"Dialogues in Time" at Jancar skips between past and present in Ilene Segalove's life and work, looking at each through the lens of the other. It's a small show, but a poignant romp: at once blunt, wry, endearing and revealing.
The recent work deals mainly with slippage between now and then, between the real and the ostensibly ideal. In "Whatever Happened to My Future" (2012), the 60-year-old Segalove video-chats with her 20-year-old self, thanks to some doctored old reel-to-reel footage. Characteristic of the artist's work over four decades, the exchange spans the personal (What happened to my hair?) and the political (Did ecology work?), compressing them into what amounts to a form of cultural chronicle, or collective autobiography.
This is especially true of "Secret Museum of Mankind" (2011), a five-panel collage interspersing posed portraits of the artist with dated ethnographic studies of foreign female types. Segalove includes the older pictures' original captions, ghastly sexist and racist commentary rating the looks of the "Buttered Beauty of the Negroid North" or "A Belle of the Quichua Tribe."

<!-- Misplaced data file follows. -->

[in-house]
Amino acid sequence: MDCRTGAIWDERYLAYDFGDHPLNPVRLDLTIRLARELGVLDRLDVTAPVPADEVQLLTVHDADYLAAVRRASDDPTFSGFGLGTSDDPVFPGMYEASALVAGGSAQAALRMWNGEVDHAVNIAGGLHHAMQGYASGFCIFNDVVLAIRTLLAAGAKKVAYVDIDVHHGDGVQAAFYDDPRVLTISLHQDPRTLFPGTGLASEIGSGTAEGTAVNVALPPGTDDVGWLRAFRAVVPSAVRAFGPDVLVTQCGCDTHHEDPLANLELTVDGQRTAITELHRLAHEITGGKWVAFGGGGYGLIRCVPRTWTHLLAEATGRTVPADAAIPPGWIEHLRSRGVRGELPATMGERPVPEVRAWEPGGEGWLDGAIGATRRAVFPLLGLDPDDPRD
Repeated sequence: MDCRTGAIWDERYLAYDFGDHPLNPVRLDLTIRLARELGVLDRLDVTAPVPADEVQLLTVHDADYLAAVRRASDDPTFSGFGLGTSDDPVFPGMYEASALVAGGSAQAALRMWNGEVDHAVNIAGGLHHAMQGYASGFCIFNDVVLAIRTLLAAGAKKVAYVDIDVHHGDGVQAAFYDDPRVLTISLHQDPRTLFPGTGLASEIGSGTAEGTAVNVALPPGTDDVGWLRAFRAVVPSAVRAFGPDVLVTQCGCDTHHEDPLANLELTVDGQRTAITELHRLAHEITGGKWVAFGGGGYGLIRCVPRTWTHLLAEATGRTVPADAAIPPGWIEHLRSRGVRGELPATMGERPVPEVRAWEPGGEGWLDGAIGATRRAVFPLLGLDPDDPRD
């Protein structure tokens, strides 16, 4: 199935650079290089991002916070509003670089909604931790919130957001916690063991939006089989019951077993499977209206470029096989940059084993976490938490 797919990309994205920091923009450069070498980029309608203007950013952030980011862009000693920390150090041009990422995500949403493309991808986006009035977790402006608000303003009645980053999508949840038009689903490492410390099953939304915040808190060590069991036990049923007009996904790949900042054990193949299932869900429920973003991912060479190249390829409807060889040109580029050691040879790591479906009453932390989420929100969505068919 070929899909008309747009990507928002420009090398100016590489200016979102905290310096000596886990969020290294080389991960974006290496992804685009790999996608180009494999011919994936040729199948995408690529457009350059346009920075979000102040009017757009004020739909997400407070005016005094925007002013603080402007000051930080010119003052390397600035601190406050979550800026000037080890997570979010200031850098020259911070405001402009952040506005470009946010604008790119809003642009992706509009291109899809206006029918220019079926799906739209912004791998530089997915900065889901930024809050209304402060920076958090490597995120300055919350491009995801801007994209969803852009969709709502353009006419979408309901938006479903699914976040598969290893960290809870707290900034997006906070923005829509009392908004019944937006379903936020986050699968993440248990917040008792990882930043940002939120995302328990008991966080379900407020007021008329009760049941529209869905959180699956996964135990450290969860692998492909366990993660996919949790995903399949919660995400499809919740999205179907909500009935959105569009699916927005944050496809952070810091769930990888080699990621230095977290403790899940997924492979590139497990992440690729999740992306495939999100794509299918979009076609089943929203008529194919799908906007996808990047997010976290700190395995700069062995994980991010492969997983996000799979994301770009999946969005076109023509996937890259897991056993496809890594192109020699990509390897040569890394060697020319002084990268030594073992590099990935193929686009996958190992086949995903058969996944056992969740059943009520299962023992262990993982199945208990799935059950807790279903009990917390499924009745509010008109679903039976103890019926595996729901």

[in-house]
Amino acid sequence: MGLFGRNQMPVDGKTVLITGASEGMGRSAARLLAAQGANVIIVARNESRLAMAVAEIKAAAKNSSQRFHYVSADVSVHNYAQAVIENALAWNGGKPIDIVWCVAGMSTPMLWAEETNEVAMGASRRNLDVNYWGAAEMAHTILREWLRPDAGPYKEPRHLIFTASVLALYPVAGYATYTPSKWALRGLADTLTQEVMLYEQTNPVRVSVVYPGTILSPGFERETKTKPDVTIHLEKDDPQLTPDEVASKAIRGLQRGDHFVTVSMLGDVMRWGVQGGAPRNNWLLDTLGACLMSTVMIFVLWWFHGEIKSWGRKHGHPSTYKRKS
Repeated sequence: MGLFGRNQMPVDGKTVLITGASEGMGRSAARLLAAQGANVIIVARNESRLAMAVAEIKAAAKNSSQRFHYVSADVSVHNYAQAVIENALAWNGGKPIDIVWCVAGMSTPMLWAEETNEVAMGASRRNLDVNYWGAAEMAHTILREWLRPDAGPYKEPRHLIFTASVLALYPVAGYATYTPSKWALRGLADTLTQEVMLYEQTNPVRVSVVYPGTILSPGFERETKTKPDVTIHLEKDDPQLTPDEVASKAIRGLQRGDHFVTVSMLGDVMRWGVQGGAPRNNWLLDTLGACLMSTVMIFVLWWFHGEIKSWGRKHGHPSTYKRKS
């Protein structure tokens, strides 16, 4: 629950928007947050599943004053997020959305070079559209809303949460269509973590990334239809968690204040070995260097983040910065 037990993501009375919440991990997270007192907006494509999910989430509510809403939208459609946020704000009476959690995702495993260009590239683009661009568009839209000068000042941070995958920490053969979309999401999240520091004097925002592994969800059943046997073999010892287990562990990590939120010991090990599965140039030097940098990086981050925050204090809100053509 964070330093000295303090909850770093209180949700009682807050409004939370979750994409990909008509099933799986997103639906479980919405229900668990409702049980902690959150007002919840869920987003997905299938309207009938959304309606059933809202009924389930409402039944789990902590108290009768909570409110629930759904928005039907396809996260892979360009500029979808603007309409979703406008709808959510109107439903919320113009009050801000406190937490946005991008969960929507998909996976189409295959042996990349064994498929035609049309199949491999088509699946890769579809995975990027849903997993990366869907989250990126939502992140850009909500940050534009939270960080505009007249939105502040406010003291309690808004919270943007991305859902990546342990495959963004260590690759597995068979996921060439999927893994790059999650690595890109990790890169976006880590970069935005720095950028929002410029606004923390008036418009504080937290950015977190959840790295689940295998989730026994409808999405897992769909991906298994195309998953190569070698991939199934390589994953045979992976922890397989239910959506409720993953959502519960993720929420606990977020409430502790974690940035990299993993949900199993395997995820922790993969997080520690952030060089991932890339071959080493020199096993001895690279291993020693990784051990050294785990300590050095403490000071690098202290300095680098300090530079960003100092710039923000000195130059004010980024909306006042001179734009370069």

She adopts a snarky, self-critical tone in the captions to her own self-portraits, sighing over her age lines, laugh lines.
With slightly bitter resignation, Segalove labels one image: "I'm not sad, Proclaims Crone. I just look this way." The sentiment echoes a passage in the video when the older Segalove laments that she's gotten old and dark and lost her juice. To which her younger self keenly implores, "I don't want to turn into you. Get your irony back!"